Jump to content
The Wifcon Forums and Blogs

CMoore

Members
  • Content Count

    9
  • Joined

  • Last visited

Community Reputation

0 Neutral

About CMoore

  • Rank
    New
  1. With this background, how is the contractor being found responsible? On paper they more than meet all the responsibility standards of FAR Part 9.
  2. Ji20874, It is to your second bullet: Or, does 15 pout of 30 mean the single product has 30 deficiencies, of which only 15 have been corrected? If YES, then the contractor should get nothing -- zero -- nada -- zilch -- unless and until it delivers a conforming product with zero deficiencies. I say this as a general proposition -- I do not have the benefit of knowing what the product is, and might take a different approach under some circumstances. This is the position we are also leaning toward. Of course, due to the technical complexity of what we are working with we do try to tak
  3. I would agree if this situation were a one off instance, but it is not. It a consistent problem where the contractor will fix the issues with the highest priory and never get around the rest because it is not in their best interest to do so. So, I know that our position is to maintain as much leverage as we can in order to have something to hold the contractor accountable for to incentive them to resolve the remaining issues. I know sometimes it can get adversarial, but we are not trying to be inflexible or unreasonable by withholding final payments to the contractor. It's not a punishment, b
  4. The contractor is trying to argue that they should be able to invoice as progress is made and that they have done it in the past, which is true. That doesn't mean it's necessarily correct and PCO, fairly new to the contract, was looking for something more black and white to support telling the contractor no. This is an ongoing issue and I know that we would prefer to withhold the full amount until the contractor brings the device to full conformance. However, if the contractor can argue it's PCO's discretion then they most likely will put pressure other members of our team to put pressure on t
  5. Ji20874, we do have clause 52.232-16 in our contract. I think between your responses and Retreadfed, along with some additional research (https://media.defense.gov/2007/Dec/21/2001712587/-1/-1/1/08-038.pdf), I think I have my answer. From the perspective of the 52.232-16 the contractor gets 80% of cost incurred with the remaining 20% being paid upon final inspection/acceptance in accordance with the terms and conditions of the contract. In our case, the contractor did not meet the inspection crtieria for the Government to fully accept the device. Therefore, a decision was made to conditionall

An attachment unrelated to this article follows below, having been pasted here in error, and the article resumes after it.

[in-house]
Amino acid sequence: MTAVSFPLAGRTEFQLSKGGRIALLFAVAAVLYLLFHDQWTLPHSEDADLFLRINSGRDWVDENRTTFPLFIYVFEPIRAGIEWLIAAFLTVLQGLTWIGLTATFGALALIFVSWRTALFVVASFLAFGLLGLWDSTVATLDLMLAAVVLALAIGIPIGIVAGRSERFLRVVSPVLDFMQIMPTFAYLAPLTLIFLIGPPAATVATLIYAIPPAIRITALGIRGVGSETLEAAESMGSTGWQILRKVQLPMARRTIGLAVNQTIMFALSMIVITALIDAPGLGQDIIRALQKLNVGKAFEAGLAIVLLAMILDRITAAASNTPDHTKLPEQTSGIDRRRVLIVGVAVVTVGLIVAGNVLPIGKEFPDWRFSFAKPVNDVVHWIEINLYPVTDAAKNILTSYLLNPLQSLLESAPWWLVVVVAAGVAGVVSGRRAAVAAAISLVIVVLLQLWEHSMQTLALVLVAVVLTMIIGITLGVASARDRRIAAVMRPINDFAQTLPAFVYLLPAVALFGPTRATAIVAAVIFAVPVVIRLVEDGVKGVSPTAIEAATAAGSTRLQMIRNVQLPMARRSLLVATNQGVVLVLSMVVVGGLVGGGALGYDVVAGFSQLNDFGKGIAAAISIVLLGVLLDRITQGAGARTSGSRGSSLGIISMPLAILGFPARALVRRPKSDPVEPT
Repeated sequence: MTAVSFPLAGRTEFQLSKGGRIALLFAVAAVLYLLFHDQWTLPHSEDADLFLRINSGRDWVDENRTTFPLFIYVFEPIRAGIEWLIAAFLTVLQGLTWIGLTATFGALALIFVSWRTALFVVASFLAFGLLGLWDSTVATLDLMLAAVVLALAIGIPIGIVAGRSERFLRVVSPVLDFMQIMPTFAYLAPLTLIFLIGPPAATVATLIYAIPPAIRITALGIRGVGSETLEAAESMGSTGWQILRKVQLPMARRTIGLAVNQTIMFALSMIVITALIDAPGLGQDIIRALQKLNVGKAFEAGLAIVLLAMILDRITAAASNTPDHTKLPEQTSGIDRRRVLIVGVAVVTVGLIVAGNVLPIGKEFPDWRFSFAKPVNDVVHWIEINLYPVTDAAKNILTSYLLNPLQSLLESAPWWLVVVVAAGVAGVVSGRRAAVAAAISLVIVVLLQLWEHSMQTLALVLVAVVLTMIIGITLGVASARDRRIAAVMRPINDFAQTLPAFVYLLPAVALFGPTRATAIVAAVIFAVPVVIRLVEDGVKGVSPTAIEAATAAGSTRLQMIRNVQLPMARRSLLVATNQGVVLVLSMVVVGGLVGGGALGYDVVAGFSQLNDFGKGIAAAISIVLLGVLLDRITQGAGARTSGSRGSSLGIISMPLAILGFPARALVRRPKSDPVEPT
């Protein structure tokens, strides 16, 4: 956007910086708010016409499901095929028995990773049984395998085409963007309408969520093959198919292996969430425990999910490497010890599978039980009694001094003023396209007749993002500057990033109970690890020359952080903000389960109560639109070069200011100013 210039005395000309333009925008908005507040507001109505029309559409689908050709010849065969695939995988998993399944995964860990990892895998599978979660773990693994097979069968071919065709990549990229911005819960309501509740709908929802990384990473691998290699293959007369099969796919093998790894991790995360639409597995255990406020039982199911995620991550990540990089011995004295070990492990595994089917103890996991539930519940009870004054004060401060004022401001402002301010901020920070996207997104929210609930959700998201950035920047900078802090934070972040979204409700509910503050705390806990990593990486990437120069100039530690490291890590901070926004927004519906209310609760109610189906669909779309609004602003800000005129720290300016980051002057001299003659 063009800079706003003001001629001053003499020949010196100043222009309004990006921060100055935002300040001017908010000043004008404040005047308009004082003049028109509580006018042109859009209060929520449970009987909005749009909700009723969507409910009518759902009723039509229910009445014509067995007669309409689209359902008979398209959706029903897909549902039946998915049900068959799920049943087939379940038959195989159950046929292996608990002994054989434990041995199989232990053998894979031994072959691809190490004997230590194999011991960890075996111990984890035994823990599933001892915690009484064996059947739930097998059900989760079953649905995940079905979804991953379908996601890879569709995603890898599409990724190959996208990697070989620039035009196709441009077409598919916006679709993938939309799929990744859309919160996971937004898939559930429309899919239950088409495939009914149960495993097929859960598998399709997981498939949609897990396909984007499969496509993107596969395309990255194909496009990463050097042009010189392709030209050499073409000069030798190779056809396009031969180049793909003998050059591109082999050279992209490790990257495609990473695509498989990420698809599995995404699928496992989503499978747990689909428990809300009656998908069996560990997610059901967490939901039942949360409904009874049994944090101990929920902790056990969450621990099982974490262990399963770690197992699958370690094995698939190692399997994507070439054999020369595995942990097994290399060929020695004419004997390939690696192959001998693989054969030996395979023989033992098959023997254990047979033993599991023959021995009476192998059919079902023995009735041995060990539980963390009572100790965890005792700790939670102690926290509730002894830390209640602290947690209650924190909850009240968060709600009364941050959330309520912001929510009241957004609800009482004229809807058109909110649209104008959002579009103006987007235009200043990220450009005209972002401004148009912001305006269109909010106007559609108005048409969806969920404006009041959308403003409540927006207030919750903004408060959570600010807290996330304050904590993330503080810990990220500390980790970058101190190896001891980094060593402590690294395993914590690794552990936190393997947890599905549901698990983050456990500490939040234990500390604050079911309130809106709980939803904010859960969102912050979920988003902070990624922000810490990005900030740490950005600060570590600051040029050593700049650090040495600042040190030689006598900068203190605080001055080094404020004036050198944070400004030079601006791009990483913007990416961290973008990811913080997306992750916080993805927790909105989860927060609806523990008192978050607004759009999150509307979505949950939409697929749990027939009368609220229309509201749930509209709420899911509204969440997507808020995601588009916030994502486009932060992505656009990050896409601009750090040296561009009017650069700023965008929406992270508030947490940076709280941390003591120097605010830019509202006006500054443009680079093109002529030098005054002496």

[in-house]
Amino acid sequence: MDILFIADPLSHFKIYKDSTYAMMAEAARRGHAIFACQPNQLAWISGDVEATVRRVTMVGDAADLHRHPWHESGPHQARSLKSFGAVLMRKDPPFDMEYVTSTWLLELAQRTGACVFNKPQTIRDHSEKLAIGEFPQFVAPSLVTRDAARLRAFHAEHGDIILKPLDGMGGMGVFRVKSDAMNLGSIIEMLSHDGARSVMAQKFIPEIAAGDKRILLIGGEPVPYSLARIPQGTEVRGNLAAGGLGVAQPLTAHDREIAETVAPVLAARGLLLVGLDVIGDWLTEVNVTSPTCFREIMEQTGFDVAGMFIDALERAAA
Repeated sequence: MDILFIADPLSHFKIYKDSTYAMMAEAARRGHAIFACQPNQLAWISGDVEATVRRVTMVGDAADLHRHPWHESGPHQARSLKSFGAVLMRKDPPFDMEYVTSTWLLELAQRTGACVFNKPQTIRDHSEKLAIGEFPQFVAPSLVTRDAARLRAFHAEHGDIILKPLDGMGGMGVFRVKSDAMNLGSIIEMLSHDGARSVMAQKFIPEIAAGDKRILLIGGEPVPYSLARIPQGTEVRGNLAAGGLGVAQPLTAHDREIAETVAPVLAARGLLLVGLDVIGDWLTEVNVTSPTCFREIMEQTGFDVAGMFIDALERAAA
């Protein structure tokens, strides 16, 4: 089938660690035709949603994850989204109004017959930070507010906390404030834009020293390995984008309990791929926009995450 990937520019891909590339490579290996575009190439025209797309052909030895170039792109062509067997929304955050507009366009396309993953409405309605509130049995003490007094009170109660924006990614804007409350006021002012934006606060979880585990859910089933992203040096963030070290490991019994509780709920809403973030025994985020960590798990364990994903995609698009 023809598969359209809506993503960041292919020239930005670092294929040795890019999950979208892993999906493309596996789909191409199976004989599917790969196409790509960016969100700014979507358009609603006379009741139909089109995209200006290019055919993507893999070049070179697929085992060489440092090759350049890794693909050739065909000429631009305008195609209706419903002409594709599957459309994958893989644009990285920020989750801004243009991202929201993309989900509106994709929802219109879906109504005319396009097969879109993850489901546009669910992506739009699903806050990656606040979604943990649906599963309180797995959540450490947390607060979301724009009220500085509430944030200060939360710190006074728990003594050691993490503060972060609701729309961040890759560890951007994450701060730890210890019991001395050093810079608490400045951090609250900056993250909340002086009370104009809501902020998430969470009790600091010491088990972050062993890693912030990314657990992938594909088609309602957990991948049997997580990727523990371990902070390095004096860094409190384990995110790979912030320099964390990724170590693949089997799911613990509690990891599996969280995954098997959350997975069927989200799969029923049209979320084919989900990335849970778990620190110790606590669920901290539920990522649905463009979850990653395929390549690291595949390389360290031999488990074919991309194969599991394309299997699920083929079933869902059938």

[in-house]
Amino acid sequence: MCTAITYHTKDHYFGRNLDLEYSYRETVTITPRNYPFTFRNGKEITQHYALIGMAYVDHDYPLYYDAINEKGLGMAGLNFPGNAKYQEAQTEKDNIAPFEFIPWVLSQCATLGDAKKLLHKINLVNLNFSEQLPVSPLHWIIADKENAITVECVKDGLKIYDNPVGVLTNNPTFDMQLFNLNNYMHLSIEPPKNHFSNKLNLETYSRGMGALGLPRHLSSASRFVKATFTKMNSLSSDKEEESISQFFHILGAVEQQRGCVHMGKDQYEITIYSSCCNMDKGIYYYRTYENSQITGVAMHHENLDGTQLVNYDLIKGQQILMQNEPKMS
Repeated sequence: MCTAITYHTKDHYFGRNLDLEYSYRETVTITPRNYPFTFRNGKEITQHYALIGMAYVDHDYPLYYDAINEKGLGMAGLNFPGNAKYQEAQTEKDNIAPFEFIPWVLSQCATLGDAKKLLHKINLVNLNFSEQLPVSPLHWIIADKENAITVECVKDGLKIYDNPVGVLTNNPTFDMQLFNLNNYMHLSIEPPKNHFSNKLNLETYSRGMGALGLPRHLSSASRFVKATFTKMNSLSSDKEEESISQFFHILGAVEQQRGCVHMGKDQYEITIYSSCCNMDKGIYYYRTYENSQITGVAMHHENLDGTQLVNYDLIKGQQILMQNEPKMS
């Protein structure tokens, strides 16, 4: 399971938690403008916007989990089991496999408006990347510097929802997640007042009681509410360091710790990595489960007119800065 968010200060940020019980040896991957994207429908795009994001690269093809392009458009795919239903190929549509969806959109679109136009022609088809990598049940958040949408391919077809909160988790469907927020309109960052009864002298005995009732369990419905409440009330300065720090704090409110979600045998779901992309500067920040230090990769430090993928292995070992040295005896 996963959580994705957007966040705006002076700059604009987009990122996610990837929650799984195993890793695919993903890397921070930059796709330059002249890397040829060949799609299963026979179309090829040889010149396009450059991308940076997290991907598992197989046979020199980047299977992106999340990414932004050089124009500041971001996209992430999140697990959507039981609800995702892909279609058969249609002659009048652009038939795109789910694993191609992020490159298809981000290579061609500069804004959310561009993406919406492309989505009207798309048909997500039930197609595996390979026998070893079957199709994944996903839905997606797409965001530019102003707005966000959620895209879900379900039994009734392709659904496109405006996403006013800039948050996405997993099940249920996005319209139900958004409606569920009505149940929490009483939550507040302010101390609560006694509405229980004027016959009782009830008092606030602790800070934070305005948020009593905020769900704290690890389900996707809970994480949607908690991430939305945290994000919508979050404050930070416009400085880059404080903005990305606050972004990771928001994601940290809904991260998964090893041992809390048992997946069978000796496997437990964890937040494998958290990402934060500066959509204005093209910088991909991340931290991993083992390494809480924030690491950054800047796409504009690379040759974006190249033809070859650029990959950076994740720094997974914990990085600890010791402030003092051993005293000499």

6. FAR 46.101 “Conditional acceptance” means acceptance of supplies or services that do not conform to contract quality requirements, or are otherwise incomplete, that the contractor is required to correct or otherwise complete by a specified date. The contractor did not deliver a device that conformed to the Government's requirement. However, the Government still accepted the device with the condition that the contractor fix the deficiencies and finish all completed work. As such, the PCO withheld a sufficient amount of money to incentivize the contractor to complete the work as allowed in
  7. It is my understanding that progress payments occur under the normal execution of the contract. If progress are not being made then the PCO can work with DCMA in order to suspend progress payments or reduce the liquidation amount, that is true. Theoretically, if the liquidation rate is 80% of incurred cost then roughly 20% of the CLIN value should be remaining when delivery is made. If the contractor delivers a fully conforming widget on time they can liquidate the remining amount. However, in our case they did not, so technically the PCO stopped the progress payments when they decided to wit
  8. Let's assume the contractor was to deliver a technically complex widget under CLIN 0001 at a specified date in accordance with the terms and conditions of the contract. The date came and the contractor informed the Government they could not make delivery in accordance with the contractual date. Due to the needs of the customer (urgency), the PCO took the advice of our technical team and accepted a non-conforming widget in order for the customer to at least received some benefit. As PER FAR 49.607(e) the PCO calculated the amount of work remaining to fix any deficiencies or non-completed work a
  9. Per FAR 46.407(e), “The contracting officer must discourage the repeated tender of nonconforming supplies or services, including those with only minor nonconformances, by appropriate action, such as rejection and documenting the contractor’s performance record.” In addition, per FAR 46.407(f), “When supplies or services are accepted with critical or major nonconformances as authorized in paragraph (c) of this section, the contracting officer must modify the contract to provide for an equitable price reduction or other consideration. In the case of conditional acceptance, amounts withheld from
×
×
  • Create New...